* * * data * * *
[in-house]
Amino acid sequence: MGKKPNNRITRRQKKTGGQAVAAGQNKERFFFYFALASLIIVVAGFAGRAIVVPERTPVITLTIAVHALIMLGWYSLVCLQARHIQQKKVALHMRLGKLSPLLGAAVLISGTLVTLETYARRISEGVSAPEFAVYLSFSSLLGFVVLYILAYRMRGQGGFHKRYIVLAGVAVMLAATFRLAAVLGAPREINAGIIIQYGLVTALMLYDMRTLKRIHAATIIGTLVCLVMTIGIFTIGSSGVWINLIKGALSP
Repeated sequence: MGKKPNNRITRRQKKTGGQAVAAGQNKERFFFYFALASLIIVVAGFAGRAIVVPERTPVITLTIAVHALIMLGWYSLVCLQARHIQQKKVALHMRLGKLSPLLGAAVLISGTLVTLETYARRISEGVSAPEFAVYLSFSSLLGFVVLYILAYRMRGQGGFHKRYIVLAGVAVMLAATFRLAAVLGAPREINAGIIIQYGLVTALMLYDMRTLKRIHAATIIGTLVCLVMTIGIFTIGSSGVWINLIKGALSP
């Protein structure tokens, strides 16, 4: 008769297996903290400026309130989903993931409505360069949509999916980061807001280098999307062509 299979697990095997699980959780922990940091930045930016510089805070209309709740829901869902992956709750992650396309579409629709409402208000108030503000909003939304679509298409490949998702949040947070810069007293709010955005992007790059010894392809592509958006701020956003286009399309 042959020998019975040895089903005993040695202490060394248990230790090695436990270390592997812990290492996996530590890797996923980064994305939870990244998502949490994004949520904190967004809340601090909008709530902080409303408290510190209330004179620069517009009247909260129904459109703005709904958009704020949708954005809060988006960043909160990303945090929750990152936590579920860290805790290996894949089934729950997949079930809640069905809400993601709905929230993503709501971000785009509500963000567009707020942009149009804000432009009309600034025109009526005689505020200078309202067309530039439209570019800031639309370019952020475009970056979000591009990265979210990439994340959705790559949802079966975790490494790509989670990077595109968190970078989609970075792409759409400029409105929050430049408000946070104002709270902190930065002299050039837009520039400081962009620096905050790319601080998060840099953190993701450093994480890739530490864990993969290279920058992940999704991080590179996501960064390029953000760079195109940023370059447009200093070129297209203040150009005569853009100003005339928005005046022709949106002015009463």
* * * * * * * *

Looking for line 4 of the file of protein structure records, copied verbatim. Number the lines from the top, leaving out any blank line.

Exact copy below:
């Protein structure tokens, strides 16, 4: 008769297996903290400026309130989903993931409505360069949509999916980061807001280098999307062509 299979697990095997699980959780922990940091930045930016510089805070209309709740829901869902992956709750992650396309579409629709409402208000108030503000909003939304679509298409490949998702949040947070810069007293709010955005992007790059010894392809592509958006701020956003286009399309 042959020998019975040895089903005993040695202490060394248990230790090695436990270390592997812990290492996996530590890797996923980064994305939870990244998502949490994004949520904190967004809340601090909008709530902080409303408290510190209330004179620069517009009247909260129904459109703005709904958009704020949708954005809060988006960043909160990303945090929750990152936590579920860290805790290996894949089934729950997949079930809640069905809400993601709905929230993503709501971000785009509500963000567009707020942009149009804000432009009309600034025109009526005689505020200078309202067309530039439209570019800031639309370019952020475009970056979000591009990265979210990439994340959705790559949802079966975790490494790509989670990077595109968190970078989609970075792409759409400029409105929050430049408000946070104002709270902190930065002299050039837009520039400081962009620096905050790319601080998060840099953190993701450093994480890739530490864990993969290279920058992940999704991080590179996501960064390029953000760079195109940023370059447009200093070129297209203040150009005569853009100003005339928005005046022709949106002015009463």